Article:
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Update on Maison Reciprocity Entry for the 2014 Solar Decathlon Europe

Update on Maison Reciprocity Entry for the 2014 Solar Decathlon Europe

  • May 15, 2014
  • by lwinkler

As a bit of a recap, Maison Reciprocity is the Solar Decathlon Europe 2014 entry of Team Réciprocité, a partnership between undergraduate and graduate students of Appalachian State University and Université d’Angers. The international competition, inspired by the U.S. Solar Decathlon, challenges collegiate teams from all over the world to design, build, and operate cost-effective, energy-efficient and attractive solar-powered houses. The competition will take place in June and July 2014 in Versailles, France.

Columbia Forest Products partnered with  Appalachian State University (ASU) students to supply PureBond panels, which use soy-based technology that would reduce the environmental footprint of the construction. In additional, not only was soy-based, formaldehyde-free plywood recognized as an important feature of Maison Reciprocity but also durable floor matting as part of ASU’s solar-powered row house developed with their partner school, the Université d’Angers (U d’A). The Boone, North Carolina University is one of three U.S. schools chosen for this complementary competition to the U.S. Department of Energy Solar Decathlon

The students have worked day and night to design and build the house that they will also disassemble and ship to France from Norfolk, Virginia on May 16. Once in Versailles, students from both universities will unite to reassemble and then compete in the house that offers multiple environmental attributes for all.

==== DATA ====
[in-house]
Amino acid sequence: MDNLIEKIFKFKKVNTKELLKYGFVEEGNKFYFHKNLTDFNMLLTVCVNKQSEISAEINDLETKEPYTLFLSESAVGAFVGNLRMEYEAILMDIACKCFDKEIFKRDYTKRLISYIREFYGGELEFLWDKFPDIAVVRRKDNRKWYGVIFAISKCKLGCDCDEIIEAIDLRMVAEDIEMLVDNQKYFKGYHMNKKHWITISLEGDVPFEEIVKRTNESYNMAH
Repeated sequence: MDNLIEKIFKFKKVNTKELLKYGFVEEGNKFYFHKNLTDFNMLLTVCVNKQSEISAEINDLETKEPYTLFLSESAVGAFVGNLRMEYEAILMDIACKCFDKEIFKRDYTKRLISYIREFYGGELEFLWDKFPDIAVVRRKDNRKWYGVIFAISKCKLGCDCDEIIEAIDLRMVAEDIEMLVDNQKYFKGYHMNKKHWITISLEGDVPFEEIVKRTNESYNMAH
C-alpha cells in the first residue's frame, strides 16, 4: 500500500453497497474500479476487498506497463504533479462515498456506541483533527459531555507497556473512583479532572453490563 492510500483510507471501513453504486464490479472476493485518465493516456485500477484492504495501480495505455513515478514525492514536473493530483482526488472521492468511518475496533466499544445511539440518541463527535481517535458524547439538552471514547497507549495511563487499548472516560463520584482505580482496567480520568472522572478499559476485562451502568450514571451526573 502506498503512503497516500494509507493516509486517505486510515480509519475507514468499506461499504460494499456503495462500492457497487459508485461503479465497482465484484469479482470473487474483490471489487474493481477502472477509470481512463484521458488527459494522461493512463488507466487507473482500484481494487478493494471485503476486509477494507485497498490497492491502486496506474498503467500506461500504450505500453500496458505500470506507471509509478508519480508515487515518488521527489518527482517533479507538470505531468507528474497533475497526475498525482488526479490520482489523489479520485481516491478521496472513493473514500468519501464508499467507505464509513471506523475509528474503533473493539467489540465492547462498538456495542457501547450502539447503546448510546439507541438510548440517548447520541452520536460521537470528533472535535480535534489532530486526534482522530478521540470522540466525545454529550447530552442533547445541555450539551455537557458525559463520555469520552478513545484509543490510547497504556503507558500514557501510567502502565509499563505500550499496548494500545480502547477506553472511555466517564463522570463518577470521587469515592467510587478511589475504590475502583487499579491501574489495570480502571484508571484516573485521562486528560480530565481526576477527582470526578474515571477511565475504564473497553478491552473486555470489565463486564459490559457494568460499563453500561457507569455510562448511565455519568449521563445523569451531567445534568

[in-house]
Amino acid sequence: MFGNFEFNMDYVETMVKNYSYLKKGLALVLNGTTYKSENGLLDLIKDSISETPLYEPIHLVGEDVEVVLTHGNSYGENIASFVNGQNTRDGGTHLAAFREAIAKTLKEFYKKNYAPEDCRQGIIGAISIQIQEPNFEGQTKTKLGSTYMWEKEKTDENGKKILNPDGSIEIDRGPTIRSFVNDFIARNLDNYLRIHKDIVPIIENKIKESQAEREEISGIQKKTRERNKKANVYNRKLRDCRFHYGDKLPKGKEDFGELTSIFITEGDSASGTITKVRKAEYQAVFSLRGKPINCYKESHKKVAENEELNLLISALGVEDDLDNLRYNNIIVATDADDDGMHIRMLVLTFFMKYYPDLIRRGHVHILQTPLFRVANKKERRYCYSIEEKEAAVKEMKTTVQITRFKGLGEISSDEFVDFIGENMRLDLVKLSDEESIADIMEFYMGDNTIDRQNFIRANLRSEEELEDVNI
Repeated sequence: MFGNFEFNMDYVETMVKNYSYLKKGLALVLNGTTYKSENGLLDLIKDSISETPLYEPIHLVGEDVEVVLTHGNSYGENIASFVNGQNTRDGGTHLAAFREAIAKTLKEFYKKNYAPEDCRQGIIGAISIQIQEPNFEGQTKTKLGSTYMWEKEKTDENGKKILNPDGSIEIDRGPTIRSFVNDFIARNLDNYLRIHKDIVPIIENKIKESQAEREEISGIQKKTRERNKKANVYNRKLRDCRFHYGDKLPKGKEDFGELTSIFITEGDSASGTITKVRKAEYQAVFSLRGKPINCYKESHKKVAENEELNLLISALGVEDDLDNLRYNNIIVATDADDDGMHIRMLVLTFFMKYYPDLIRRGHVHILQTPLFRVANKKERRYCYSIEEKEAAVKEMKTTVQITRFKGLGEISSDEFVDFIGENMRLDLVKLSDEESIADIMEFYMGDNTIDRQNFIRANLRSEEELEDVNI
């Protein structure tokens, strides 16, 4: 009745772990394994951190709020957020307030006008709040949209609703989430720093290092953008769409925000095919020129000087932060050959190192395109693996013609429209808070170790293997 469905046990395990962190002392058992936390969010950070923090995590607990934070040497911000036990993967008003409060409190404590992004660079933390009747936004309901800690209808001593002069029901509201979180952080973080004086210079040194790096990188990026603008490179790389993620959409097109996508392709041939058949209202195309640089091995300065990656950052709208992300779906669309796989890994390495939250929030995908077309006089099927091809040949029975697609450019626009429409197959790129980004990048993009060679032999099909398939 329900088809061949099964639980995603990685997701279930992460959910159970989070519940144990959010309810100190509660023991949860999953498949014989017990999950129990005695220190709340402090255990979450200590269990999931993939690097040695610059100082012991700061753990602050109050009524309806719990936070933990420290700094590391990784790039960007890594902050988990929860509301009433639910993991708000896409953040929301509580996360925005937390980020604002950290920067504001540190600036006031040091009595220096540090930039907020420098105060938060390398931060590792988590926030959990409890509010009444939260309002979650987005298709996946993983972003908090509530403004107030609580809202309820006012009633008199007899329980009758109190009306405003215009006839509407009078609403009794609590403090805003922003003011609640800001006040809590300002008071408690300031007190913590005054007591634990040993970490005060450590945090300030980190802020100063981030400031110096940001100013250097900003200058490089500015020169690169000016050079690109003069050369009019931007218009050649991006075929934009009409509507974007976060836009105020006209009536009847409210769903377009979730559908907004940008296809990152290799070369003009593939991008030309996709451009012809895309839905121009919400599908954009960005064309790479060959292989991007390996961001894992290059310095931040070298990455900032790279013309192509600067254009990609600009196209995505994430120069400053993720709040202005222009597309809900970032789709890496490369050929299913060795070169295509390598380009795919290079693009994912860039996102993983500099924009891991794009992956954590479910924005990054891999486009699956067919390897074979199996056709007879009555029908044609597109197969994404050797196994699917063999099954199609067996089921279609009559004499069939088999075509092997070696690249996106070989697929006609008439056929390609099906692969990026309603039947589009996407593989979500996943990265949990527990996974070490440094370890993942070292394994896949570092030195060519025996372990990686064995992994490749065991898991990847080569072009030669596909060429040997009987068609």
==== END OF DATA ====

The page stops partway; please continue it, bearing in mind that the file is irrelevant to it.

Students used 1,700 square feet of Columbia Forest Products’ PureBond® hardwood plywood made with its soy-based formaldehyde-free adhesive on floors, walls and stairs. The product won the Environmental Protection Agency’s (EPA) Presidential Green Chemistry Award. Formaldehyde is classified as a known human carcinogen by the National Toxicology Program, an interagency program of the U.S. Department of Health and Human Services. According to the EPA, formaldehyde can also cause eye, nose and throat irritation as well as respiratory problems.

“These panels not only provide an attractive finish, but the fact that they are formaldehyde free is an important attribute that will help our entry compete in the ambient air quality portion of the competition,” said Mark Bridges, a graduate student at ASU and the communications manager for the project.

Learn more about Maison Reciprocity.